In India, the term 'eve-teasing' is used to refer to the street harassment of women. It's a problem, and many draw a line from this harassment to cases of violent molestation and assault. Since a horrific gang rape in New Delhi two years ago, 'eve-teasing' has become the focus of scrutiny in India and abroad, and many wonder how to end it.

In this light, its easy to see how a video of two sisters in Rohtak, Haryana fighting back against three men harassing them on a bus would go viral. The video, filmed last week, showed the two young women taking off their belts and using them to attack the men harassing them. "No one came forward in the bus to help us," one of the girls, a 19-year-old named Pooja, explained to the BBC.

The incident earned the two girls praise. "I would like to congratulate the girls and ask the authorities to take appropriate action," Lalitha Kumarmangalam, spokeswoman for the government's National Commission for Women said. "Few girls have the guts to take on the molesters. The government should take action. I would appeal to every Indian to come forward and help."

Under the hashtag #RohtakBravehearts, people have been voicing their support for the girls on Twitter:

It's tough to know how common are these instances of women fighting back. According to one recent study from India's center for North East Studies and Policy Research, 26 percent of women in the cities of Delhi, Mumbai, Kolkata and Bangalore had complained about street harassment. Even prominent women can face abuse: Just this weekend, actress Gauhar Khan was heckled and slapped by a man angry that she wore a short dress.

In many cases, both the victims and bystanders just ignore the abuse as best they can. However, in the past year there have been a number of other cases of people fighting against the eve-teasers attacking them and filming the results. Just last month there was a video of one woman fighting back against a man in Uttar Pradesh:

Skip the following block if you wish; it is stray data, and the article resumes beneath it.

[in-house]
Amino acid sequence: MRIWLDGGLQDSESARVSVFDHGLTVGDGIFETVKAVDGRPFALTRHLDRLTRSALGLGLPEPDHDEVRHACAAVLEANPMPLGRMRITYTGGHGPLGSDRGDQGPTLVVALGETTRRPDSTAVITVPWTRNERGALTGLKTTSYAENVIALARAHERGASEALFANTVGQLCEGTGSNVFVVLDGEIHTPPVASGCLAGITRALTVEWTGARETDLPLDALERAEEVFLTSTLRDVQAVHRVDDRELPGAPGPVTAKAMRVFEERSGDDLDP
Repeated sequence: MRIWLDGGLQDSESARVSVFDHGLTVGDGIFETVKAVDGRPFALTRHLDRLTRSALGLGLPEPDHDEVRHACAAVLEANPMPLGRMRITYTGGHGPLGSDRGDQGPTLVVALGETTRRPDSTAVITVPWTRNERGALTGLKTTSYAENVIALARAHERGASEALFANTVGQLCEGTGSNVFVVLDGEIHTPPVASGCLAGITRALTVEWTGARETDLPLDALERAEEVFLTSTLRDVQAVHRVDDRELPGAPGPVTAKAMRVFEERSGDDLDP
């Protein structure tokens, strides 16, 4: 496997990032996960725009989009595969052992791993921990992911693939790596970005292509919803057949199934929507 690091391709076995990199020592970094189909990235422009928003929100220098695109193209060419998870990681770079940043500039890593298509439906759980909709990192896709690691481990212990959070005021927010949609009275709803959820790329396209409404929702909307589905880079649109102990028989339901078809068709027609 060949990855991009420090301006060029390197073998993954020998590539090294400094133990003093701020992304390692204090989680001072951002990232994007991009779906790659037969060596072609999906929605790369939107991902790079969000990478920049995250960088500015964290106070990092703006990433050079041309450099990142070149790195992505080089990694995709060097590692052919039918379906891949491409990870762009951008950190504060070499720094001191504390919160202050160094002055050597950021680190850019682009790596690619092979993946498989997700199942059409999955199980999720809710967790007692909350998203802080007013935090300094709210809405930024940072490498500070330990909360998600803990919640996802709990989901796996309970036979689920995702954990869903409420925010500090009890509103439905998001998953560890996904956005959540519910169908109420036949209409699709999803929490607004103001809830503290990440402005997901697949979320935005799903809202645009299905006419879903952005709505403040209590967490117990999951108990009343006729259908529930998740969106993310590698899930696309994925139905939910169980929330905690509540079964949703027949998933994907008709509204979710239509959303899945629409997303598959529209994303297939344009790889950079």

In August, a video that appeared to show a girl chasing down and beating her harasser in Bangalore went viral.

Another video also from August shows women attacking a man accused of 'eve-teasing' in Uttar Pradesh:

And earlier in the year, a video from Indore also gained traction online. The girl involved told online news site ENI that a local driver had been harassing them for some time. "I kept quiet for sometime but after a while I thought to teach him a lesson," she told ENI.

Fighting back can clearly be risky. One woman in Kerala who allegedly beat a man harassing her later faced legal troubles. And bystanders aren't always sympathetic, as the video from Rohtak shows.

However, the footage appears to be making a big impact, in part due to the level of violence shown and due to the fact that the incident took place on public transport. The Hindu reports that Haryana Police have arrested the three men involved, and Chief Minister Manohar Lal says that the sisters will receive cash awards for their efforts. Notably, the woman who filmed the incident is said to be a pregnant woman that the men were also harassing.